To teach, to play, you must feel the music he tapped his chest and stomach in here.
It takes 45 minutes to dress my kids and 20 minutes for us to get here on our scooters and we play five minutes, he said. And its the damned highlight of my day. Its kept me sane.
Bourjolly, who wears a wool cap and a bandito bandanna as he plays, is no different. He drove in from Canarsie, so eager he often was first to arrive. As the months passed and dogwood and blue hydrangea bloomed and rose bushes popped scarlet red, he could barely see Roy and Gabe and Lloyd Miller on that bass.
They were playing as if by Braille.
Its beautiful; I love it; we are communicating with a musical language, he said. Its social distancing intuition.
For Alabaster too the 5 oclock gig took on an outsized importance. A retired public school music teacher, a former composition student of legendary saxophonist Jimmy Heath, he long ago turned a room in his house into a meeting place for the Pakistani musicians who flocked to this neighborhood. They called it Erik Ki Baithak Erics gathering place. The grandson of Jewish immigrants, he felt a kinship with these wanderers and they taught him to play the beautiful and mysterious tabla. He has traveled five times to Pakistan to visit friends and play with teachers.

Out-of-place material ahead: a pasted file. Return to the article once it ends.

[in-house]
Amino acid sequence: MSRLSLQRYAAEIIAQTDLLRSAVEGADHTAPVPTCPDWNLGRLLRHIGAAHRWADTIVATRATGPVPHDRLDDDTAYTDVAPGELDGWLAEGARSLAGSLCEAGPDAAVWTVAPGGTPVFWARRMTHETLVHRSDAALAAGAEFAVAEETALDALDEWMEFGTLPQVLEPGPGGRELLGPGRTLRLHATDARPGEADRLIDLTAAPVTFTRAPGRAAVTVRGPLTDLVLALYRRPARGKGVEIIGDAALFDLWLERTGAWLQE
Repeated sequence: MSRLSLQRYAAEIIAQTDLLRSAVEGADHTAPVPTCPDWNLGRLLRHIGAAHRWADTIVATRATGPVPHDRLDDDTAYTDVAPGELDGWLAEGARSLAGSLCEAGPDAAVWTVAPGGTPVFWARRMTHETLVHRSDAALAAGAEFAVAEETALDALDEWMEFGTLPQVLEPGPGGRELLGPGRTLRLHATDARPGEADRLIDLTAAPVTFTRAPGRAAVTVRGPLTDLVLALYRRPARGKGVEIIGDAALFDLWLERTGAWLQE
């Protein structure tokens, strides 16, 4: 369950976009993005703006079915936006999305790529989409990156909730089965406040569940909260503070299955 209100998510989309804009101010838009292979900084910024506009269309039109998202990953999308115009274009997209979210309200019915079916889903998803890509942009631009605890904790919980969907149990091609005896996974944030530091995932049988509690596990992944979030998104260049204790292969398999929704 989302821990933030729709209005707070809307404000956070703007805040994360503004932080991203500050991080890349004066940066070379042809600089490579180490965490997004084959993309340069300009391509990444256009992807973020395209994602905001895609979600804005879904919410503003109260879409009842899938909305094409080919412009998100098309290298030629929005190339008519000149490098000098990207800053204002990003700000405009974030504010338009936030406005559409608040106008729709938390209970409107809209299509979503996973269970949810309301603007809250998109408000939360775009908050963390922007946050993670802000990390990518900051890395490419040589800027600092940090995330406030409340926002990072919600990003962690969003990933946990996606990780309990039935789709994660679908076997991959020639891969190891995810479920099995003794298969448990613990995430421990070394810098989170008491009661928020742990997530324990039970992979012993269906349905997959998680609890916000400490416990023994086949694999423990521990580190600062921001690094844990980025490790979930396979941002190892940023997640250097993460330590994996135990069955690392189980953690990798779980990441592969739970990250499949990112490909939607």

Pakistan is at times a troubled land. Do you have problems, I asked.
Ive been in some uncomfortable situations. At this he paused, shrugged and added: But, you know, who hasnt?
In late May on Eid al-Fitr, the holiday that punctuates the end of Ramadan, Nathanson and Alabaster had a talk. Saleem had felt despair as the plague kept him from playing and earning enough money to send to his family in Pakistan. So they asked him to break out his tabla, the twin drums of the subcontinent, and set it alongside Erics drums. With a yell, Nathanson and the band took off on a rollicking whirling version of Lal Shahbaz Qalandar.
Nathanson jumped and bounced on his balcony like a dervish, he and his son Gabe, playing call and response with Salaam, who smiled and beat a treble- and bass-toned fury on his tabla. It was a jazz Eid.
Not for the first time in 90 days of impromptu jazz on Marlborough, the eyes of those listening and watching grew red and souls jumped and we howled against the darkness.